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A skull found in a Black Death dig site in Farringdon, London, United Kingdom.

This skull found in a Black Death dig site isn't the only strange thing to be found during construction.

Photograph by Philip Toscano, PA/AP

Brett Line

National Geographic News

Published April 11, 2013

Earlier this year, DNA tests confirmed that the bones found under a parking lot in Leicester, England, were those of King Richard III.

The skeleton is just one of many surprising discoveries unearthed at construction sites. Here's a sampling:

Viking Victims

Site: Road construction in Dorset, England

Find: Mass grave of headless Vikings

Discovery date: June 2009

Details: A total of 51 headless skeletons was found during an archaeological survey prior to road construction in southern England. The skeletons, which were tangled together in a pit, are believed to have been Vikings killed between A.D. 890 and 1034. Some of the skeletons were riddled with hack marks, probably from swords and axes. No trace of clothing was found in the pit, suggesting that the men were buried naked.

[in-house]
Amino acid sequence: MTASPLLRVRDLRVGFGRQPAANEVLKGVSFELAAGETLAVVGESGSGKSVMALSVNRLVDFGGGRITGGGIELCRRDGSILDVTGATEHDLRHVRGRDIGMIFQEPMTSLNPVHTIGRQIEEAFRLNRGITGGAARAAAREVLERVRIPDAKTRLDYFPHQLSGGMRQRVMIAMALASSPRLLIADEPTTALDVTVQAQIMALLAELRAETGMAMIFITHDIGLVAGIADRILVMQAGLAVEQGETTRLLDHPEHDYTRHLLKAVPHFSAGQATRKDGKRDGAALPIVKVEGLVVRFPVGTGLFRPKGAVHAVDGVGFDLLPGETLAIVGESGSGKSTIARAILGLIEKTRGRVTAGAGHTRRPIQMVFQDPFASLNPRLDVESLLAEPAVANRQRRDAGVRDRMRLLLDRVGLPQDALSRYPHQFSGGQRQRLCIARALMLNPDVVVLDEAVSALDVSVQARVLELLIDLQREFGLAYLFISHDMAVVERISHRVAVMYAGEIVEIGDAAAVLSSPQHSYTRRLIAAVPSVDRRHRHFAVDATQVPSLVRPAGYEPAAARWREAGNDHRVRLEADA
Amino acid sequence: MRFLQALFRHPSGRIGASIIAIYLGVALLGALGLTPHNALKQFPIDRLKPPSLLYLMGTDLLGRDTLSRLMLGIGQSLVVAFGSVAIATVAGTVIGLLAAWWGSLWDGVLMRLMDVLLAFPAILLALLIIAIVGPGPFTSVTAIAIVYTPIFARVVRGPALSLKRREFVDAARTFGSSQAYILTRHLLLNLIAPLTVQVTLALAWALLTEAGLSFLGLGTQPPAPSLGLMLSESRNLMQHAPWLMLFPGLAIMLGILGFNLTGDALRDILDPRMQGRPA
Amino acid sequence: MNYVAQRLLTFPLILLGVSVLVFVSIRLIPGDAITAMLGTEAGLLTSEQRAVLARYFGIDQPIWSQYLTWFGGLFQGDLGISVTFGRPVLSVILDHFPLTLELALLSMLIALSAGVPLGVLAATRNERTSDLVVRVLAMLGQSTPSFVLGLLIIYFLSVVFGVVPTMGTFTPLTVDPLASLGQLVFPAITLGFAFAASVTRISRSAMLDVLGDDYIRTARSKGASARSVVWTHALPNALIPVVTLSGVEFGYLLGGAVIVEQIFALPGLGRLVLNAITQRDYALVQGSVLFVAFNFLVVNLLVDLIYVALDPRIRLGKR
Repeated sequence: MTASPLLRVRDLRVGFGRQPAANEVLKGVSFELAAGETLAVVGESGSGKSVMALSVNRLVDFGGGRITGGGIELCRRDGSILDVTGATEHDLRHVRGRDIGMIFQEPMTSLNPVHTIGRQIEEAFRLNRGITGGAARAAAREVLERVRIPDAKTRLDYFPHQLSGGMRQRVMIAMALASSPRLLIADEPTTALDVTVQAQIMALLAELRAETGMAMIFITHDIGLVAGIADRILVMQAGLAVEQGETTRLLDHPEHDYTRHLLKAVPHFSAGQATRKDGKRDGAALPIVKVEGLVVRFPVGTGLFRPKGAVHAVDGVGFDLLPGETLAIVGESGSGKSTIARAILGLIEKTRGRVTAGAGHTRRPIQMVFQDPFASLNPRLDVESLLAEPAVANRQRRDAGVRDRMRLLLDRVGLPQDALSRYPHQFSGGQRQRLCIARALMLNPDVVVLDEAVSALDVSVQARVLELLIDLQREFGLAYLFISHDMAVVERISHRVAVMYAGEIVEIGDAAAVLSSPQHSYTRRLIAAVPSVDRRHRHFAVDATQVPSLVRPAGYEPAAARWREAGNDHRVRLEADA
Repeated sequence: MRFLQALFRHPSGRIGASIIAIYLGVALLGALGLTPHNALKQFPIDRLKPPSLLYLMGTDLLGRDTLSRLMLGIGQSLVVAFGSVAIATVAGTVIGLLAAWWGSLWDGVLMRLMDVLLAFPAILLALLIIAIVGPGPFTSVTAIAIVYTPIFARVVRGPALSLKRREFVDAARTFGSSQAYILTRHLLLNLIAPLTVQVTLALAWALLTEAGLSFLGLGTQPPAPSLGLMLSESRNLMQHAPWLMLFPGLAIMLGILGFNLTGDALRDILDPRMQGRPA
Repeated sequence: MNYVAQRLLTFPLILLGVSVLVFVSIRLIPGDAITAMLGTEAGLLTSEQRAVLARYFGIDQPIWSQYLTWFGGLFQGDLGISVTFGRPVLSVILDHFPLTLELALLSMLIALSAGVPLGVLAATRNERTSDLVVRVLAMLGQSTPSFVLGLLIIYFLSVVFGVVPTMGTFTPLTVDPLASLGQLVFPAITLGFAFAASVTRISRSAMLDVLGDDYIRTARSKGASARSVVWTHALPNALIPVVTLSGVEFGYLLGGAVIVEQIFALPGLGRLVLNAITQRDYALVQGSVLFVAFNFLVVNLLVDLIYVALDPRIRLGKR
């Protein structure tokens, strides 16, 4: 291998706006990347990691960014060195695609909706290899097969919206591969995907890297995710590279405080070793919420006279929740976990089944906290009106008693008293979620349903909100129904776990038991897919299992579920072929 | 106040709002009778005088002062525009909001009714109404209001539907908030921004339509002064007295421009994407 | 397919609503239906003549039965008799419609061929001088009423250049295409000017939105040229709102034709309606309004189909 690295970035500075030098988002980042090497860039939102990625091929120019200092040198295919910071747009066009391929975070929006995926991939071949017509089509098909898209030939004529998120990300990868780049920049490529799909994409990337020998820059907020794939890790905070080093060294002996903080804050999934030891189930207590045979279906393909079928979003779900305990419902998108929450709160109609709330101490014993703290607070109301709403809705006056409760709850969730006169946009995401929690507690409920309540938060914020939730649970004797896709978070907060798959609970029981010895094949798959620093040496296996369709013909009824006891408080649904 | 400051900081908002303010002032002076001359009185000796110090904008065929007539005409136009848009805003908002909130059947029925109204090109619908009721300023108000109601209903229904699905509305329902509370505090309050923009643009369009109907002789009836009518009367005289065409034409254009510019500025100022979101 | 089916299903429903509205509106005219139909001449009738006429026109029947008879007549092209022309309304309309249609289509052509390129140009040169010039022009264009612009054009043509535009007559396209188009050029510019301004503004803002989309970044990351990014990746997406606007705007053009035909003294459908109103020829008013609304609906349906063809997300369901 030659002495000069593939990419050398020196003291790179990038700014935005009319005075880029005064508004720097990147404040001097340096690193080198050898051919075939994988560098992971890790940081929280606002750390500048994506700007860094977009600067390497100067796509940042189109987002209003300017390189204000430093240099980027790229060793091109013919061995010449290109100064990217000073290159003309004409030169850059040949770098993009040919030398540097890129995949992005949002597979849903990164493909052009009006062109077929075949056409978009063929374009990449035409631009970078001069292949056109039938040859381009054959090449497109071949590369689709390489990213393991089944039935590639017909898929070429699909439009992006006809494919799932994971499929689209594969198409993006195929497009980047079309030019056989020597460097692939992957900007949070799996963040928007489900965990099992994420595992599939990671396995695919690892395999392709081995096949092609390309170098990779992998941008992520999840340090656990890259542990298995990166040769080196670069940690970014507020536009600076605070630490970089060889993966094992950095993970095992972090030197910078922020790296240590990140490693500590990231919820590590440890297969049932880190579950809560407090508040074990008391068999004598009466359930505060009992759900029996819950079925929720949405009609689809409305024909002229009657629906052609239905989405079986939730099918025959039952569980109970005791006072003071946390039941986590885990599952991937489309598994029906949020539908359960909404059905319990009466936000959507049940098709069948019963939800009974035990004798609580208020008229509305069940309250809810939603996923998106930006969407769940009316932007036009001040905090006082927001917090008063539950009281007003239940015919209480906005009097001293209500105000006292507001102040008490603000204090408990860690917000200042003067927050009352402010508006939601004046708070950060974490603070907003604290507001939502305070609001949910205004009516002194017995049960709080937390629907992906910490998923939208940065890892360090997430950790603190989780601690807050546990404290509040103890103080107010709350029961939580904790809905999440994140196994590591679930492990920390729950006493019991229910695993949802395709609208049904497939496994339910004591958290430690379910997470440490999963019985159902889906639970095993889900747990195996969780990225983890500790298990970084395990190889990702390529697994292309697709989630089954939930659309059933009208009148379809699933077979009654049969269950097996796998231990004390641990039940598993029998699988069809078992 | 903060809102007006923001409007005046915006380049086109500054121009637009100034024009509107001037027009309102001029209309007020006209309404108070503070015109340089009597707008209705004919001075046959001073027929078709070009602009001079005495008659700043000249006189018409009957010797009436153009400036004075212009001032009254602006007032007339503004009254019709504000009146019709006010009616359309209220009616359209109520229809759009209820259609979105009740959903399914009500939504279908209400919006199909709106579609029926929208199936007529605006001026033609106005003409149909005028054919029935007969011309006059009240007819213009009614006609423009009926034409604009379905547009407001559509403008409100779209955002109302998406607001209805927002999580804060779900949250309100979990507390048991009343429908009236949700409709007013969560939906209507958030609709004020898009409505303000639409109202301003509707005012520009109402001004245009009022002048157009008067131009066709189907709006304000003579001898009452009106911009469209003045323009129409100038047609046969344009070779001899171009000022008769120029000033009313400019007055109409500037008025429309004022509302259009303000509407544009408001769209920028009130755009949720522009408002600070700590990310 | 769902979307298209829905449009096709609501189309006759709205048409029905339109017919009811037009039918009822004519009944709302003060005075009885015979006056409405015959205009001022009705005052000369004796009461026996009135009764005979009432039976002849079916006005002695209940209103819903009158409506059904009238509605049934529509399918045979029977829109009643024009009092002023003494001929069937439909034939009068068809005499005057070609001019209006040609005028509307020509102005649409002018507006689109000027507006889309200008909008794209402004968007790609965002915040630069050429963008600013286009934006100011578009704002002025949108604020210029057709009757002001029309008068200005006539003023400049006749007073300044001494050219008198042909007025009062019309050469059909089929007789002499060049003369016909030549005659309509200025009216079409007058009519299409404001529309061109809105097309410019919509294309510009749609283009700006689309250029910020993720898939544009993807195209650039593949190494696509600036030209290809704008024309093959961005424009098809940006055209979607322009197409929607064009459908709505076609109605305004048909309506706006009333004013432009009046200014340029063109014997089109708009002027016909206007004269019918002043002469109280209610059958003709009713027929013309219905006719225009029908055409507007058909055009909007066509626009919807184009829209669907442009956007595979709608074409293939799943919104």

Ancient Port

Site: Subway construction in Istanbul, Turkey

Find: Ancient Byzantine port of Theodosius

Discovery date: June 2006

Details: Workers stumbled upon the remains of a port more than 1,500 years old while building a rail tunnel. The Port of Theodosius, as archaeologists call it, was built in the fourth century A.D. when Istanbul was known as Constantinople. Subsequent excavations by archaeologists have turned up a church and eight sunken ships. Archaeologists believe the ships were destroyed by a massive storm more than a thousand years ago.

Tale of a Whale

Site: Road construction in Laguna Canyon, California

Find: New whale species

Discovery date: February 2013

Details: Construction workers uncovered whale fossils that are 17 to 19 million years old. The fossils include 11 whale species, including four species that were previously unknown members of the baleen whale family. Unlike modern-day baleen whales, the newly discovered species had teeth.